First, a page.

Several foreign airlines have reportedly been allowed to recommence stopovers in Singapore. The news comes shortly after the country’s flag carrier, Singapore Airlines, restarted its own transit services. The Singaporean government had initially banned certain short-term visitors, including transit passengers, last month.
Re-opening for foreign transit passengers
According to The Straits Times, the Civil Aviation Authority of Singapore (CAAS) has granted certain foreign airlines permission to resume transit flights to Changi Airport (SIN). The publication has collected data to suggest that “at least three airlines have resumed ferrying transit passengers this month.”
The carriers in question are reportedly Garuda Indonesia, German flag carrier Lufthansa, and SWISS. These airlines serve Singapore from the following destinations.
- Garuda Indonesia – Denpasar/Bali (DPS), Jakarta–Soekarno-Hatta (CGK) and Surabaya Juanda (SUB).
- Lufthansa – Frankfurt International (FRA) and Munich (MUC).
- SWISS – Zürich (ZRH).
However, not all of these routes are presently operational, and those that are are subject to reduced frequencies. For example, Lufthansa’s website shows that it is currently operating a weekly service every Tuesday from Frankfurt to Singapore.
Numbered LH778, it operates this flight, which lasts 12 hours and 45 minutes, with the Airbus A340-300. The return flight, LH779, runs every Friday. The Munich flights, meanwhile, do not currently appear to be operating.
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Singapore Airlines had already resumed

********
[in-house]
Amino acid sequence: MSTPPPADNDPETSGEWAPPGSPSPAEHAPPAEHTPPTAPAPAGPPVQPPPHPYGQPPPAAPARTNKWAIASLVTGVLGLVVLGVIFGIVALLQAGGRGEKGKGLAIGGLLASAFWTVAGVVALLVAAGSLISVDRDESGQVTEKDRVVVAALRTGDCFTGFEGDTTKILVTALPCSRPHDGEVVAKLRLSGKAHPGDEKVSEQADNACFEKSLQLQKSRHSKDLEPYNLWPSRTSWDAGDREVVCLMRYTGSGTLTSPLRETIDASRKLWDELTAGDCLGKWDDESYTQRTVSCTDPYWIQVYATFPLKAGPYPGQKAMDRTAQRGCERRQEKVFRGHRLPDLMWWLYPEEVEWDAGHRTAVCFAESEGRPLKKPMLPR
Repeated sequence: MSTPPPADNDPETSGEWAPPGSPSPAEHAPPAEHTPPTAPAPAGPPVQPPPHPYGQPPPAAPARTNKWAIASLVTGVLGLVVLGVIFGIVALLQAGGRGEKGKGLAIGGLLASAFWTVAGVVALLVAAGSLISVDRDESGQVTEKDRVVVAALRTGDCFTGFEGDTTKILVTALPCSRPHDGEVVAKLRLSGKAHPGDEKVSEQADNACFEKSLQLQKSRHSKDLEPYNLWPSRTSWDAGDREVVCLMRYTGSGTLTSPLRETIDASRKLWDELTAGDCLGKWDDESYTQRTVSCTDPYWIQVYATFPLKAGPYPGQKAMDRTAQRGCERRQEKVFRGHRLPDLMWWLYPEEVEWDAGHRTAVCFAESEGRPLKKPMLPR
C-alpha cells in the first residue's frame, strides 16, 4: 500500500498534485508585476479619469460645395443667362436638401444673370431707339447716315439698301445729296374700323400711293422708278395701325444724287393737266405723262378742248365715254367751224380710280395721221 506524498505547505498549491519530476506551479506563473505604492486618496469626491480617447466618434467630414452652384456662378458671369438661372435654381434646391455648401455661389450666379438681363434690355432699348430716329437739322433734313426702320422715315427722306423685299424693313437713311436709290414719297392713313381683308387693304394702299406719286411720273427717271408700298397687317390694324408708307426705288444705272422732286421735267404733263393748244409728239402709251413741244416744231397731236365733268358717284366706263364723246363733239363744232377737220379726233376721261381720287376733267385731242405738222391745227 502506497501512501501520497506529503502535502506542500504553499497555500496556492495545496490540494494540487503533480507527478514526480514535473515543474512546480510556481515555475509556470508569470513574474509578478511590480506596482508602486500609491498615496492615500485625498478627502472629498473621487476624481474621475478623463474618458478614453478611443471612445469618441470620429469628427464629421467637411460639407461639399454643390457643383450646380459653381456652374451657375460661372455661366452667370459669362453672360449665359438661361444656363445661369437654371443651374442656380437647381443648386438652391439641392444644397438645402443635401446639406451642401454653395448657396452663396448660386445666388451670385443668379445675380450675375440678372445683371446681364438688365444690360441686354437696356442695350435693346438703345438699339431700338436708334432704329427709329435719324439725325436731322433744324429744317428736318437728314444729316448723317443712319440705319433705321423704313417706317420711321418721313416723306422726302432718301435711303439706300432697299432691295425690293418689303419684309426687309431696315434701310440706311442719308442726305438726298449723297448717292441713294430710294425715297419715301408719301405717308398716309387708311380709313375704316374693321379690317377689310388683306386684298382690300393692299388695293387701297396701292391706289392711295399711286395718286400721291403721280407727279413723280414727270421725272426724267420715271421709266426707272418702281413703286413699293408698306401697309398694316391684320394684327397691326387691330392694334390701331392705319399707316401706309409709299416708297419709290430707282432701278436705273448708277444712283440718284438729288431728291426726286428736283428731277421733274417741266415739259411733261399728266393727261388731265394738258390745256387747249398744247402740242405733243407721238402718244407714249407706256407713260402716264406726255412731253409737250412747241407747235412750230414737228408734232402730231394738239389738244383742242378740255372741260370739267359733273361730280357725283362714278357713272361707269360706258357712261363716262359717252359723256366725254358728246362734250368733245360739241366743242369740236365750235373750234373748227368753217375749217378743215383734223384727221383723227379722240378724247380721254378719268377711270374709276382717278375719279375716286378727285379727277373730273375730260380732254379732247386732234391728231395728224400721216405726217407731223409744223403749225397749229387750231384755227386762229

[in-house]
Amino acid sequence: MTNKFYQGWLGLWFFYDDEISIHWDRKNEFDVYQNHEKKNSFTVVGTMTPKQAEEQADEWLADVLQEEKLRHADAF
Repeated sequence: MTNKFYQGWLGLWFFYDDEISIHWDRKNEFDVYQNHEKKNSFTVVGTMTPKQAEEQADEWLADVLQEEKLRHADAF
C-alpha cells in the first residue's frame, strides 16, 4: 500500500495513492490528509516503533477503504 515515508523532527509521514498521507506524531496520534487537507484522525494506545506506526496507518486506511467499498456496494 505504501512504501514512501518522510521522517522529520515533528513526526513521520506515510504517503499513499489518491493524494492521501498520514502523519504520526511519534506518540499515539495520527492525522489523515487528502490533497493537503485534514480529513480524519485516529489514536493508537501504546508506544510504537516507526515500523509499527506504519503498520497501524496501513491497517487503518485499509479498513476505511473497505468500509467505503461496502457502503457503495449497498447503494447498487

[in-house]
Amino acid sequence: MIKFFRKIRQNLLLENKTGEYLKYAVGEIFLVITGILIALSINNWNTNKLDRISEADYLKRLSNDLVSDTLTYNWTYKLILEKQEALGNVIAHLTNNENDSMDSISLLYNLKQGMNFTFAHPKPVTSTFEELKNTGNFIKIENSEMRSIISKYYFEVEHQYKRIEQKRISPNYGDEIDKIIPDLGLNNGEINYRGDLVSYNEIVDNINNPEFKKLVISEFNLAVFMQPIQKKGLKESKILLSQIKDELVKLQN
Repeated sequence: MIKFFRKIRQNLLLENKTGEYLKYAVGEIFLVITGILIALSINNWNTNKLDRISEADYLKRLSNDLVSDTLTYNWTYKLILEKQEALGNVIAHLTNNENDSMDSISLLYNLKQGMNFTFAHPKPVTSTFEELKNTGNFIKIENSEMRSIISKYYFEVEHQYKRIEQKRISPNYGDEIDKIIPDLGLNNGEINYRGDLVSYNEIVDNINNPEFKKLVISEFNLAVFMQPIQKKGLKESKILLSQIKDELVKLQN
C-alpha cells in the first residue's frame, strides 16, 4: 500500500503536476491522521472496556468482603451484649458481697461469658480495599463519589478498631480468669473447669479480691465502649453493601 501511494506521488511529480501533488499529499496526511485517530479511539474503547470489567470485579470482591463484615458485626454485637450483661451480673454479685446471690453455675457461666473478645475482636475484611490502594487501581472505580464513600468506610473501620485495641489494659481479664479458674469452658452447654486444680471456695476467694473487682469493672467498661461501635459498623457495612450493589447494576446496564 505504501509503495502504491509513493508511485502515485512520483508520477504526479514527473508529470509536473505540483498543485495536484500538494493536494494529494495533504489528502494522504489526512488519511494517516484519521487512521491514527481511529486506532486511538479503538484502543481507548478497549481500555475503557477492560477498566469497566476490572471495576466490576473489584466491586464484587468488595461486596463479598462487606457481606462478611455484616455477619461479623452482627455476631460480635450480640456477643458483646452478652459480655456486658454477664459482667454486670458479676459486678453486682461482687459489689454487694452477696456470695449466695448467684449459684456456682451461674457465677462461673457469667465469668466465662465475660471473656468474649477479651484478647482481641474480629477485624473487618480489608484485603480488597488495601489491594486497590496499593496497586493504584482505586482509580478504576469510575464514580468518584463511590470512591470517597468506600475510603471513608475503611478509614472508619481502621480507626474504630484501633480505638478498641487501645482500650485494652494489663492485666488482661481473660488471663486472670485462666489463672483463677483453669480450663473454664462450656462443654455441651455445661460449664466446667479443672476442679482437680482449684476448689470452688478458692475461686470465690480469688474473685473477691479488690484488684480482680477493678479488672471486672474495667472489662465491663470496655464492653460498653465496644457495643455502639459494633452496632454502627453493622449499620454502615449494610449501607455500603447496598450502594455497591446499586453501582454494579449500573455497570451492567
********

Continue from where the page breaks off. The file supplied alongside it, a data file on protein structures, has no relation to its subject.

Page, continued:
As the country’s flag carrier, Singapore Airlines had already been able to recommence its stopover services earlier this year. On New Year’s Day, the airline announced that it had received approval to resume its transit flights from London Heathrow to Sydney and Auckland via Singapore. However, this was under certain special conditions.
For example, passengers have to remain onboard the aircraft during its stopover in Singapore. This is due to the new coronavirus strain recently detected in the UK. Data collected by Simple Flying at the time suggested that the aircraft stayed on the ground for around two-and-a-half hours at Changi.
Previous transit bans
The ban in December was not the first time last year that transiting was prohibited in Singapore. Indeed, the first instance of such a measure being implemented occurred in April last year. This significantly hurt flag carrier Singapore Airlines, for whom Changi is a crucial world hub. The aforementioned London-Australia and New Zealand services are just two of the airline’s many long-haul routes that converge in Singapore.
The following month, the country announced that stopovers could resume in June. However, rather than immediately reopening to all carriers, it elected to assess each flight on a case-by-case basis. The list of permitted territories grew further in August, although Canada, India, and the US were conspicuously absent.
At its peak, as many as 55,000 passengers used to transit at Singapore Changi every day. While those sorts of numbers will not be returning any time soon, this latest announcement does represent a step in the right direction.
What do you make of the Civil Aviation Authority of Singapore’s decision to allow foreign carriers to resume stopover services? Have you ever transited at Singapore Changi Airport before? Let us know your thoughts and experiences in the comments.